After a hiatus last week for a well-earned break, we’re back this week with a veritably bulging Easter basket of philanthropy and social investment treats.
1) At number one is the intriguing story that the founders of Alibaba, the gigantic online marketplace (basically the Chinese Amazon, for those who haven’t heard of it) have announced that they are both setting up charitable foundations funded by shares in the company prior to its proposed IPO in the US later this year. These foundations will immediately be among the largest in Asia. Perhaps the most interesting aspect of the story is the statement by one of the founders, Jack Ma, that he intends to focus on environmental issues in China, motivated in part by personal experience of his family suffering health issues that he ascribes to air quality problems. Does this signal the rise of a new breed of socially-conscious chinese billionaires? Given the sums of money involved, the philanthropic potential is enormous.
2) At number two is this story with a happy ending, about a vitriolic attack on food banks by the Daily Mail (I refuse to link to it, so Google it yourselves) which prompted many who were angered by it to donate to the Trussell Trust, resulting in a huge rise in donations for their food banks programme. Food banks have been at the centre of quite a bit of controversy recently – another depressing story last week reported that government officials had dismissed the figures put out by the Trussell Trust showing a rise in the use of food banks as “marketing” and “publicity seeking”.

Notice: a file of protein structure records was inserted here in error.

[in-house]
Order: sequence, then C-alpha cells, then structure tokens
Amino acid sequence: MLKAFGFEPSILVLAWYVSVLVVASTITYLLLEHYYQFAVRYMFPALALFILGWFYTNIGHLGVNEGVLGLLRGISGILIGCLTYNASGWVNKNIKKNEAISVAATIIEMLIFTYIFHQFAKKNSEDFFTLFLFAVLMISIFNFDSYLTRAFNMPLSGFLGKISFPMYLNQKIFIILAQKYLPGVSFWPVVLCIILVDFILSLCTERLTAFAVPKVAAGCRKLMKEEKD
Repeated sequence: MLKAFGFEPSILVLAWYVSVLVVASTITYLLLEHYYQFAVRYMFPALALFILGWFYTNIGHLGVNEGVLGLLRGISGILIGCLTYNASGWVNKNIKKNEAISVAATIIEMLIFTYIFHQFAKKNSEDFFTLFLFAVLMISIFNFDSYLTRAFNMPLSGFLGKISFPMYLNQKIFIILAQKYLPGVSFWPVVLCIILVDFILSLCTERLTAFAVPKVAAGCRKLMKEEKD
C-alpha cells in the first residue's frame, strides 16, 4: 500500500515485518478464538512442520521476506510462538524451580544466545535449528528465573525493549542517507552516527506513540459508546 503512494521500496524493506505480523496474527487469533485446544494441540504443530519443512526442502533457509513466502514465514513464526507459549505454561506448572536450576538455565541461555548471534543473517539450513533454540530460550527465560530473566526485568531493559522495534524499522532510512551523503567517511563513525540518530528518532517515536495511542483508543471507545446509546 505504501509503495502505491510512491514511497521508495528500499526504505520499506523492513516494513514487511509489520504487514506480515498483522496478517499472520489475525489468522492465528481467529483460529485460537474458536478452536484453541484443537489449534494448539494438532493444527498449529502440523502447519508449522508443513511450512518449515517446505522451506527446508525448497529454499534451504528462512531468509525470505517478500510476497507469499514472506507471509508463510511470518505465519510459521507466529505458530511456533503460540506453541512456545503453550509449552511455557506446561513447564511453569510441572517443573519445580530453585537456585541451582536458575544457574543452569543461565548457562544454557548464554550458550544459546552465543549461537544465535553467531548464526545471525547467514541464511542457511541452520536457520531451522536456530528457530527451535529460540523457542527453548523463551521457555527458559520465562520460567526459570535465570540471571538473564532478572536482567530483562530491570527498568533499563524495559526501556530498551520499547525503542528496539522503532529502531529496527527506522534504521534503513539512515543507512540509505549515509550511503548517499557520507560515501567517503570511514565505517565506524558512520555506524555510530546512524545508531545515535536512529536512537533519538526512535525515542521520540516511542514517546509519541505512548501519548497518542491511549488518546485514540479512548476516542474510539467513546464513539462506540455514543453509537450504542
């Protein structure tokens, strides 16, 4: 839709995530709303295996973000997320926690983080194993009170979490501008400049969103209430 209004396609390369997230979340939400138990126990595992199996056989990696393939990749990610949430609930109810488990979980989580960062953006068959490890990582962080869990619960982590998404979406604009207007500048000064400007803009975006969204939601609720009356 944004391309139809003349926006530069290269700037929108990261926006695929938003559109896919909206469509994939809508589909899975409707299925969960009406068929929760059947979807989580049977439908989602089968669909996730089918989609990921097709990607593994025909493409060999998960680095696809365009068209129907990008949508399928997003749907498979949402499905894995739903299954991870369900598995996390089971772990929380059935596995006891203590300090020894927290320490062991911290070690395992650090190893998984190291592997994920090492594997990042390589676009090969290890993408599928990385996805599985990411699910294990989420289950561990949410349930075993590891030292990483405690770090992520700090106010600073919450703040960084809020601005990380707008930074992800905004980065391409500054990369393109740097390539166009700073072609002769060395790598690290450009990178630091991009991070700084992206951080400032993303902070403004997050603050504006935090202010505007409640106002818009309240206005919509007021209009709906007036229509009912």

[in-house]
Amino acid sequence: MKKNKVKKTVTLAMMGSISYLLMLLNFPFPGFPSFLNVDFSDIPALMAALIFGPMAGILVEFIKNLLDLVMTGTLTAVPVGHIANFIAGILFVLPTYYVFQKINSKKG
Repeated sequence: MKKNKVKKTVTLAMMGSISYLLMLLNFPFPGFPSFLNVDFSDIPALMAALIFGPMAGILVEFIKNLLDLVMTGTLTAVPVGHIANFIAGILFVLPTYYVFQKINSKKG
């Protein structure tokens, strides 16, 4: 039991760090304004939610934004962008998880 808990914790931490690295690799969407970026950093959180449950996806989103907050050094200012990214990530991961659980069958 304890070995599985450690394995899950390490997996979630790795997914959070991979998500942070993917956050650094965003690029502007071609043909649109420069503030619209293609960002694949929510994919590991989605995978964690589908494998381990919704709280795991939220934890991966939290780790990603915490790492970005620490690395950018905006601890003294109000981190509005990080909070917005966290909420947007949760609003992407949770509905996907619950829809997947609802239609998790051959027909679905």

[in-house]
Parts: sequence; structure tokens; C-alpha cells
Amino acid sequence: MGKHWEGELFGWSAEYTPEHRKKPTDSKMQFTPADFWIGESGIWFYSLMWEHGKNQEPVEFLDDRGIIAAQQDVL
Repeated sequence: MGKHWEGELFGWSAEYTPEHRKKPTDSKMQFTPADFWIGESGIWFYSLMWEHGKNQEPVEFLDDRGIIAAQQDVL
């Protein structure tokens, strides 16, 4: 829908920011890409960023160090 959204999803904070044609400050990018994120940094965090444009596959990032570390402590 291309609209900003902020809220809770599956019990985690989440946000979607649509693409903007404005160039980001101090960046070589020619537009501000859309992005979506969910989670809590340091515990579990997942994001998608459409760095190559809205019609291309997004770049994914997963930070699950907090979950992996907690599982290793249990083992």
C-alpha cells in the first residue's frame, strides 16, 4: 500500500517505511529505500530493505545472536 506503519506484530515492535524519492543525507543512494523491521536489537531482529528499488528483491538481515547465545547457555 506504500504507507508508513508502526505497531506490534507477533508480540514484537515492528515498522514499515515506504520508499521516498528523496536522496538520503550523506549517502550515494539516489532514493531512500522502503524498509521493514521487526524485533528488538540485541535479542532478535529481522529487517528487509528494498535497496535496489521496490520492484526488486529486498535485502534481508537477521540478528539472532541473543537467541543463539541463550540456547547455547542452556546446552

3) At three is an article from the Wall St Journal highlighting the growing trend of “spend-down” charitable foundations in the US – that is, foundations established by donors who aim to spend all of the assets during their lifetimes rather than trying to keep them as permanent endowments. Apparently nearly a quarter of all foundations in the US are now taking a spend-down approach, which marks a significant shift in the role that foundations can play in the landscape of non-profit funding.
4) At four this week is an article from Forbes, asking “Is Impact Investing Just Bad Economics?” This appeared to be aiming to troll the entire impact investing community, and largely succeeded, judging from the backlash on social media and in other publications. The article itself is a cartoonish version of scepticism about social investment, based on a pretty woeful lack of understanding of how it actually works. It is worth reading, as these things often are, just to enjoy the feeling of having your blood pressure rise and to have a fairly easy target to tear apart.
5) And finally… Not really an “and finally” story this week, but rather a proper article in the Atlantic about “Why making corporations socially responsible is so darn hard“. There are some interesting insights about why real good intentions on the parts of corporate leaders and others do not always translate into good actions on the ground.